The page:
Time filter

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Los Angeles, CA, United States

Ramanathan N.,University of California at Los Angeles | Lukac M.,Nexleaf Analytics | Ahmed T.,University of California at San Diego | Kar A.,Tata Energy Research Institute | And 7 more authors.
Atmospheric Environment | Year: 2011

Black carbon aerosols are a major component of soot and are also a major contributor to global and regional climate change. Reliable and cost-effective systems to measure near-surface black carbon (BC) mass concentrations (hereafter denoted as [BC]) globally are necessary to validate air pollution and climate models and to evaluate the effectiveness of BC mitigation actions. Toward this goal we describe a new wireless, low-cost, ultra low-power, BC cellphone based monitoring system (BC_CBM). BC_CBM integrates a Miniaturized Aerosol filter Sampler (MAS) with a cellphone for filter image collection, transmission and image analysis for determining [BC] in real time. The BC aerosols in the air accumulate on the MAS quartz filter, resulting in a coloration of the filter. A photograph of the filter is captured by the cellphone camera and transmitted by the cellphone to the analytics component of BC_CBM. The analytics component compares the image with a calibrated reference scale (also included in the photograph) to estimate [BC]. We demonstrate with field data collected from vastly differing environments, ranging from southern California to rural regions in the Indo-Gangetic plains of Northern India, that the total BC deposited on the filter is directly and uniquely related to the reflectance of the filter in the red wavelength, irrespective of its source or how the particles were deposited. [BC] varied from 0.1 to 1μgm-3 in Southern California and from 10 to 200μgm-3 in rural India in our field studies. In spite of the 3 orders of magnitude variation in [BC], the BC_CBM system was able to determine the [BC] well within the experimental error of two independent reference instruments for both indoor air and outdoor ambient air.Accurate, global-scale measurements of [BC] in urban and remote rural locations, enabled by the wireless, low-cost, ultra low-power operation of BC_CBM, will make it possible to better capture the large spatial and temporal variations in [BC], informing climate science, health, and policy. © 2011. Source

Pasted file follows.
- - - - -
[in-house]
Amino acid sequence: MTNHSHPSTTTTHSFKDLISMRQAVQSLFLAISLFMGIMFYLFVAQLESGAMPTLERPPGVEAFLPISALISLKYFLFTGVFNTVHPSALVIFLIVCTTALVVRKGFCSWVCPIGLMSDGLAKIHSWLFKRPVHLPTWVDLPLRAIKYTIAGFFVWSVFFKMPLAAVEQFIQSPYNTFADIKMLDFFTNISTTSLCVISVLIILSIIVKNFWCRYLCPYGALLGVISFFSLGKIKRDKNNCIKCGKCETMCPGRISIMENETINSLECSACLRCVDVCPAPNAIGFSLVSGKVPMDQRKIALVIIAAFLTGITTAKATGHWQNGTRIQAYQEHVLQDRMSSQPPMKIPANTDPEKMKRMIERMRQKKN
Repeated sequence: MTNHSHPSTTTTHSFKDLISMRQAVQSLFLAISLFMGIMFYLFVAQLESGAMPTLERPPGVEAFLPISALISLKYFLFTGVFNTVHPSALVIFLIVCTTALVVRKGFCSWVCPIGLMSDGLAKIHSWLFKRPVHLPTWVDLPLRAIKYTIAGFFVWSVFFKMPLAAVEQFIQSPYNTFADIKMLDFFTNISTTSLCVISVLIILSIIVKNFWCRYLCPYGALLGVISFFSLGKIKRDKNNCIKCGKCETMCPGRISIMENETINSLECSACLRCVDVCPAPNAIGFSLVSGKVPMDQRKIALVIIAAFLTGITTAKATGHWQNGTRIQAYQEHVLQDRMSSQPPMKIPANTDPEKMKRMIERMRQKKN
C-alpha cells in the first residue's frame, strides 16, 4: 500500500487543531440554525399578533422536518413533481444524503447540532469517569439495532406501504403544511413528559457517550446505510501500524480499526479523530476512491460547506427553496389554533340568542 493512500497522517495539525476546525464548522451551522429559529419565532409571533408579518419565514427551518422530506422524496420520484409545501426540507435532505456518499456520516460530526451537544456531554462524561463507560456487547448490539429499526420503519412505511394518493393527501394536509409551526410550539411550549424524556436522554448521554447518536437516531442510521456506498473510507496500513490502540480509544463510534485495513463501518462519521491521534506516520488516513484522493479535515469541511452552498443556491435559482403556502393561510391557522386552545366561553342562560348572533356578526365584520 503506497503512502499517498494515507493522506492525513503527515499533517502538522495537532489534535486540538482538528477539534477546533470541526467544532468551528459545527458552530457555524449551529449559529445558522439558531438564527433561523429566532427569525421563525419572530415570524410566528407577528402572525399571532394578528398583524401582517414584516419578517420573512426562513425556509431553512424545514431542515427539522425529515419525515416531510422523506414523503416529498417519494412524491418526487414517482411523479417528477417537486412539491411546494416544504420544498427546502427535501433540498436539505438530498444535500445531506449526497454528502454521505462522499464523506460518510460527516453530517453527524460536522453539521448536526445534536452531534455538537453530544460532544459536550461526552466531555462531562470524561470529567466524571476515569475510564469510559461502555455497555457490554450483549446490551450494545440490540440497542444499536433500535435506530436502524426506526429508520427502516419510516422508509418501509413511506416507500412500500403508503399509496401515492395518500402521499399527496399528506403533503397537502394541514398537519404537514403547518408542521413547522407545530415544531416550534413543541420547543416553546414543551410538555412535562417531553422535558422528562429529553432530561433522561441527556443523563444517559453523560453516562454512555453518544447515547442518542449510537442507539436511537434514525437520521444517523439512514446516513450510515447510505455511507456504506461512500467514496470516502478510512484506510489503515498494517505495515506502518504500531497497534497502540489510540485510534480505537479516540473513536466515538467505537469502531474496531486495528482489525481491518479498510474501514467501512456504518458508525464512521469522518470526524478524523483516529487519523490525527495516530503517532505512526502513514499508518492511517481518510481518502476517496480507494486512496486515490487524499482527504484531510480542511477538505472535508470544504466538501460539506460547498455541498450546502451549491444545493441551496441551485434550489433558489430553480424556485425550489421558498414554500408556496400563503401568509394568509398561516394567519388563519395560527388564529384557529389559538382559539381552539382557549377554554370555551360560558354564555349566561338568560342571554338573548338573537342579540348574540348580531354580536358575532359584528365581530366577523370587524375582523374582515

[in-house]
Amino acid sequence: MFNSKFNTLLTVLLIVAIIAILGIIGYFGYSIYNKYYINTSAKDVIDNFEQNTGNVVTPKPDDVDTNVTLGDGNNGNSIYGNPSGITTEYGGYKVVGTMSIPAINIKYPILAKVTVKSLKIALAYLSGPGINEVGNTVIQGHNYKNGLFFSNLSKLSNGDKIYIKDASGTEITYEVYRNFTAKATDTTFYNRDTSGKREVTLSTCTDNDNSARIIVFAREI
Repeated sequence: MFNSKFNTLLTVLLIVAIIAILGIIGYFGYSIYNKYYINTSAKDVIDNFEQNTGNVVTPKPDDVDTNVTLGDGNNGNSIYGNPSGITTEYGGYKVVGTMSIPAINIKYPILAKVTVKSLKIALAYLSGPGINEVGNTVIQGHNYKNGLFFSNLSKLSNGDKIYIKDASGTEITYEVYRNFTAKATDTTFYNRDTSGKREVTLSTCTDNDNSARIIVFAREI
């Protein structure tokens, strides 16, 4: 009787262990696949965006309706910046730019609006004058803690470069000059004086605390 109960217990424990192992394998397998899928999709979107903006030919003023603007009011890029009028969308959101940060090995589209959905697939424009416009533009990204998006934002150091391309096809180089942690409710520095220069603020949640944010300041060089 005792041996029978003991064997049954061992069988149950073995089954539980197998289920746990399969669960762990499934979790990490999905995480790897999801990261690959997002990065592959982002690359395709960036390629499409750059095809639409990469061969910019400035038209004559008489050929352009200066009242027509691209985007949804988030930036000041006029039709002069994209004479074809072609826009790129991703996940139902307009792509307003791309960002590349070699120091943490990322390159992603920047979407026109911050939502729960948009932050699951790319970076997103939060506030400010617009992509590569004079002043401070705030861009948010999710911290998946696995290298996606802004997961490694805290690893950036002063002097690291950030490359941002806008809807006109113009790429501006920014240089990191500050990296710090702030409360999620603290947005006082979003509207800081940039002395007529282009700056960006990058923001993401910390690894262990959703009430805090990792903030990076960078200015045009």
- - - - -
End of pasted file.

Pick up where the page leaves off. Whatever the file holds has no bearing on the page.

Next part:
Bhojvaid V.,University of Delhi | Jeuland M.,Duke University | Kar A.,Tata Energy Research Institute | Lewis J.J.,Duke University | And 4 more authors.
International Journal of Environmental Research and Public Health | Year: 2014